One day a man came to the plantation to talk with Friedrich and Ernst. He heard of them in Dar es Salaam and what they had started in Tanganyika. He was a safari operator but a different kind of safari. His clients were not kill-crazy gun men but people that wanted to take pictures of the animals in the wild and not in some zoo. Guns would be on the safari but only used for protection in case of dire circumstances. They asked the Huffmans to help them talk with the Ghagga to get permission to be on the tribal lands.

Ernst loved this idea. If people could see pictures of these magnificent creatures alive in the wild then, maybe, they wouldn’t be so anxious to see them dead on some man’s wall or locked up in a cage in a zoo. The Ghagga chief immediately saw the advantage of this type of safari and was quick to give his approval.

The first safari was a month away. Ernst was invited to be on the safari. The safari operator even gave Ernst a wonderful camera to use on the safari and to keep when the safari was finished. Ernst was thrilled with this turn of events. The safari came to the Huffman plantation at the start. The safari was three families. Each man had brought his wife and children so there were three women, two young men from different families, and four young women from different families. They were wonderful people; full of fun and laughter and Ernst enjoyed their company. The safari found all kinds of animals to photograph. There were giraffe, elephant, kudu, zebra, gnu, buffalo, and, on the last day, a pride of lion. They were cautious around the lion but the lion posed no threat. Not one gun was fired. While returning to the plantation one of the young ladies became very ill. The families had to return as their boat was sailing in a week. Theresa advised that the young lady could stay with them and Theresa would nurse her back to health. When she was better, she would find a nice family that was travelling to Germany and she could travel with them.

Ernst loved what the government of Tanganyika had done but he saw the threat in the rest of Africa. He determined that the world needed to know what a few very rich men were doing to ruin Africa for the future. He determined that he would write a book about what was happening. He even had a name for the book. It would be titled “Please Save Africa”. He was sure that it would be published and printed in many languages. Ernst had pictures of animals that were slaughtered by safaris and left to rot. He had photos of the magnificent animals in the wild. Ernst was very persuasive in person. Could he be persuasive with the written word.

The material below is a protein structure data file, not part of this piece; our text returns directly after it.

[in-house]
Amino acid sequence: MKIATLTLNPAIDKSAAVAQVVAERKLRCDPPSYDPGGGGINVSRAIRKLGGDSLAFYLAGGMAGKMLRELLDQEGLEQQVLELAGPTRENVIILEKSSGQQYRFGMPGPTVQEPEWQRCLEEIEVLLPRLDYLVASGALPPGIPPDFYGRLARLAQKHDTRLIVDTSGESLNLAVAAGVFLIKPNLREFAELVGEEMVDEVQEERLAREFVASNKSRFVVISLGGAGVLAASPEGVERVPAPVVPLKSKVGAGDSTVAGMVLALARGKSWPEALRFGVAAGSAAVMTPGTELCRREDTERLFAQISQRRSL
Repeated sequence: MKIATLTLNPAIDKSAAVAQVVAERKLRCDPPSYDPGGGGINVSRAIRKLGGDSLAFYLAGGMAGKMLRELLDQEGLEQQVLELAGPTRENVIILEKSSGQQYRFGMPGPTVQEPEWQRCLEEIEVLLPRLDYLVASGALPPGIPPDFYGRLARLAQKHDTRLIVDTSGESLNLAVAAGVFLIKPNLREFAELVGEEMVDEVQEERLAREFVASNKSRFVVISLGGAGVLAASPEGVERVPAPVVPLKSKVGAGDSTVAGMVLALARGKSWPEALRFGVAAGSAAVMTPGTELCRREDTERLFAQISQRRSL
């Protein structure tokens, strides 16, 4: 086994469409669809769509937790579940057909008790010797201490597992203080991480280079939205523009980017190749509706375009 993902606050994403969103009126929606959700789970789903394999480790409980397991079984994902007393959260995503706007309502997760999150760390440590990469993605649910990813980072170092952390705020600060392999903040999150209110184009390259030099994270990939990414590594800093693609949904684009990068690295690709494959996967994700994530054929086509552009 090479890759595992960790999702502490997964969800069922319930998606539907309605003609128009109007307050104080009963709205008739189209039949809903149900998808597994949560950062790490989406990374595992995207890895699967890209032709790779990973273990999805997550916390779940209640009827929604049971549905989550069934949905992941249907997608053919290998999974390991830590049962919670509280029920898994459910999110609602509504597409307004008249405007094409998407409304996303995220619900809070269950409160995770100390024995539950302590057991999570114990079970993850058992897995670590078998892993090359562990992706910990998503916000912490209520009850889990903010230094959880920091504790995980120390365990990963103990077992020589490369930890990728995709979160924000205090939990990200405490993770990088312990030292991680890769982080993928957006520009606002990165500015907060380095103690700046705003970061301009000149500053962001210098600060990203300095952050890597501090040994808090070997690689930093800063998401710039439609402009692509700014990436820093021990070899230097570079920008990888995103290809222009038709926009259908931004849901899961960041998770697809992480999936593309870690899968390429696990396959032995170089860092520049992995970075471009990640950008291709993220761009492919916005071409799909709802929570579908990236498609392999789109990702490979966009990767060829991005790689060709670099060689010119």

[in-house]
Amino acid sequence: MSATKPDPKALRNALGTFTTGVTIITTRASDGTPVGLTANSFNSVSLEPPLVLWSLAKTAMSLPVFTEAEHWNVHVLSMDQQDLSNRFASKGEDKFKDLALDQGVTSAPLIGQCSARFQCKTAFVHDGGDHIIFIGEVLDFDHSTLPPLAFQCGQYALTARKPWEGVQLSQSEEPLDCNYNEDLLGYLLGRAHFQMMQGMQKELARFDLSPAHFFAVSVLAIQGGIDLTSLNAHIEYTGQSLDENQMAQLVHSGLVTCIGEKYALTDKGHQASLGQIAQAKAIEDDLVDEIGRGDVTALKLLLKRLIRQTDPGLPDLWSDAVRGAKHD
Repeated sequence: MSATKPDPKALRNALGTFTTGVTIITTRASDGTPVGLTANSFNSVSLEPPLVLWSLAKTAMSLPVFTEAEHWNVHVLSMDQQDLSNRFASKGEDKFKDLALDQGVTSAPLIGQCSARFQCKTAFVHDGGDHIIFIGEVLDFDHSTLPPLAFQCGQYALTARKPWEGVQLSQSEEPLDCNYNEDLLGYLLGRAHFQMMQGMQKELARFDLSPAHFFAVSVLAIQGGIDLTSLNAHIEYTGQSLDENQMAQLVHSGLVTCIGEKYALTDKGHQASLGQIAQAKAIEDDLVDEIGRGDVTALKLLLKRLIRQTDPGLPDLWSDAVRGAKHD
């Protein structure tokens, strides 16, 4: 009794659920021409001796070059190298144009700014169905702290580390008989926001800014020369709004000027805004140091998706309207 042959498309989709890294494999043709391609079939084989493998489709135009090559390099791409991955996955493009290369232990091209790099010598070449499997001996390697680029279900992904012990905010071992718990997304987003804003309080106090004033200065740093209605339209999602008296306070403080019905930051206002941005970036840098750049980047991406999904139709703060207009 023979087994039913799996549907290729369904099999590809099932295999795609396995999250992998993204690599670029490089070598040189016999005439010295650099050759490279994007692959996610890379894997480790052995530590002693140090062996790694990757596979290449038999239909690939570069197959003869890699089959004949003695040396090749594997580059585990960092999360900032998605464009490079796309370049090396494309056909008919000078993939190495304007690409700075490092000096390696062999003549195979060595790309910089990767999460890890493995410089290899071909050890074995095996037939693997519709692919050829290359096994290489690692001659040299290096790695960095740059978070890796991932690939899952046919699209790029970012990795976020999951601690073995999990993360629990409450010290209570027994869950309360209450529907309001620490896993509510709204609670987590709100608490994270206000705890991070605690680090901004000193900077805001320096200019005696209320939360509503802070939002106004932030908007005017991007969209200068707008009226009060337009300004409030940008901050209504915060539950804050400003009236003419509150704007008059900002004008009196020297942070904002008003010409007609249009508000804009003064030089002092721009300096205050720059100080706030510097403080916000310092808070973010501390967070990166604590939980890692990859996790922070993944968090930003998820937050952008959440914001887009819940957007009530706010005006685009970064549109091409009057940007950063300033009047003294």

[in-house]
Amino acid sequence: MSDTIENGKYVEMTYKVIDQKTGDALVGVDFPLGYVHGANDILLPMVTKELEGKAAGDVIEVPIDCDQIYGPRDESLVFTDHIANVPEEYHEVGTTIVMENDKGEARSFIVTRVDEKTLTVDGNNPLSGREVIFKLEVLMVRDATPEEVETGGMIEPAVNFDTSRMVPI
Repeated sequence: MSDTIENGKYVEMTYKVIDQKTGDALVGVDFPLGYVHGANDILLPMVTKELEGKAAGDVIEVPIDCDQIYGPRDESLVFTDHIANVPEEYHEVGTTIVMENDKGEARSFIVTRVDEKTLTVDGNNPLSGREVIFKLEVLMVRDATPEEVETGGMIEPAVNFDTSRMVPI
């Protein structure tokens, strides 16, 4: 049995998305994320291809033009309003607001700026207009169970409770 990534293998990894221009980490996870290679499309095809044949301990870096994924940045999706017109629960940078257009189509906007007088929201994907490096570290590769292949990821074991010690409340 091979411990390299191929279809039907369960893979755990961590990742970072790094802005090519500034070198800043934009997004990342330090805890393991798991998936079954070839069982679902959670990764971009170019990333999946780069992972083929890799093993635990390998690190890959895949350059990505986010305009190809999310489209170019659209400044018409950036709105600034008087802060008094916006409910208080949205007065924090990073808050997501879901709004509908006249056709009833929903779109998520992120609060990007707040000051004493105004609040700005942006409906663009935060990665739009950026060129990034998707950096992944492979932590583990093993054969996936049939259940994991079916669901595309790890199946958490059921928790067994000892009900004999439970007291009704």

Magda, the young lady that took sick, was gradually getting better. She was spending time outside in the sun. Ernst would take her on short walks as she was still weak. Her illness was hanging on and Theresa surmised that the young lady was not in a hurry to recover. She was enjoying the attention that Ernst was paying to her. She was a pretty girl and very charming. She knew how to charm Ernst. Ernst was pleased that Magda had a skill with words and was a big help in writing his book. She was such a big help that Ernst determined that her name would be in the credits.

The book was published and translated in English, German, French, Italian, and Spanish. It was sold throughout America and Europe. The biggest impact was in Africa. It was an instant success in Africa. Both proponents of Ernst’s solution and detractors that felt the harm to Africa was minimal. The book created discussion and discussion is the first step to arriving at solutions. Ernst was a celebrity.

Magda had fallen in love. She first fell in love with Africa and then she fell in love with Ernst. She did not want to go back to cold, rainy Berlin. She wanted to stay in the place she loved. Magda asked Ernst if he would marry her. Ernst knew that Magda cared for him but had no idea she felt that way about him. He loved her but was afraid to ask her as he was afraid that she would insist on returning to Germany. They agreed to marry but Theresa would not allow it until Magda’s parents were informed. A letter was posted to Berlin. Waiting for word to arrive from Berlin was difficult so Ernst went to work building a home for Magda on the plantation. Four months later, Magda’s family arrived for the wedding. It was a surprise. Magda was delighted beyond belief.

The wedding took place on the Huffman plantation. It was a great event. Many people came from Dar es Salaam and from Arusha. The entire Ghagga tribe was present for the wedding. It was a magnificent event.

Life was good.